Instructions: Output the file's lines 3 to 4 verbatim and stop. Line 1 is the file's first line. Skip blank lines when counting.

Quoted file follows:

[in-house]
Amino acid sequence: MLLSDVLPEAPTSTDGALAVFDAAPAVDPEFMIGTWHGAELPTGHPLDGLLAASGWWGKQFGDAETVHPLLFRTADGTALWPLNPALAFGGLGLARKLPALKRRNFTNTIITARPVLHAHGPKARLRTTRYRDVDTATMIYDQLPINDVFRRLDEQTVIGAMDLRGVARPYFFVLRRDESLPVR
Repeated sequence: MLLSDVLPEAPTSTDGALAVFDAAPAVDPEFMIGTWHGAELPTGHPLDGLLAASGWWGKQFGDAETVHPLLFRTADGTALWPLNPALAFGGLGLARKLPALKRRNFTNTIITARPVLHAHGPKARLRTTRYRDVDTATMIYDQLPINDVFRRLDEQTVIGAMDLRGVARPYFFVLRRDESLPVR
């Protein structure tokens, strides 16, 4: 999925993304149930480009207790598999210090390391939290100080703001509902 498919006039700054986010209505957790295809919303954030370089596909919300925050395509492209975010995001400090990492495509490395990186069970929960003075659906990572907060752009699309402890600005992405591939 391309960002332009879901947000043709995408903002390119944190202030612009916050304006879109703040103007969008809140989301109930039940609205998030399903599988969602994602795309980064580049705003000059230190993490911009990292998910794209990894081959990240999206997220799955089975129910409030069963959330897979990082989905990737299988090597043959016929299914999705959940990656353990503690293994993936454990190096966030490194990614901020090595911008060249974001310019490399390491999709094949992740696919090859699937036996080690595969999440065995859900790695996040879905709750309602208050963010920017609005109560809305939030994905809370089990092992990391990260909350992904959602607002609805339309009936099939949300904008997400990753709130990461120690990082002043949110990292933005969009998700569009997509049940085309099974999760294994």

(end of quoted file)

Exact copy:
Repeated sequence: MLLSDVLPEAPTSTDGALAVFDAAPAVDPEFMIGTWHGAELPTGHPLDGLLAASGWWGKQFGDAETVHPLLFRTADGTALWPLNPALAFGGLGLARKLPALKRRNFTNTIITARPVLHAHGPKARLRTTRYRDVDTATMIYDQLPINDVFRRLDEQTVIGAMDLRGVARPYFFVLRRDESLPVR
């Protein structure tokens, strides 16, 4: 999925993304149930480009207790598999210090390391939290100080703001509902 498919006039700054986010209505957790295809919303954030370089596909919300925050395509492209975010995001400090990492495509490395990186069970929960003075659906990572907060752009699309402890600005992405591939 391309960002332009879901947000043709995408903002390119944190202030612009916050304006879109703040103007969008809140989301109930039940609205998030399903599988969602994602795309980064580049705003000059230190993490911009990292998910794209990894081959990240999206997220799955089975129910409030069963959330897979990082989905990737299988090597043959016929299914999705959940990656353990503690293994993936454990190096966030490194990614901020090595911008060249974001310019490399390491999709094949992740696919090859699937036996080690595969999440065995859900790695996040879905709750309602208050963010920017609005109560809305939030994905809370089990092992990391990260909350992904959602607002609805339309009936099939949300904008997400990753709130990461120690990082002043949110990292933005969009998700569009997509049940085309099974999760294994």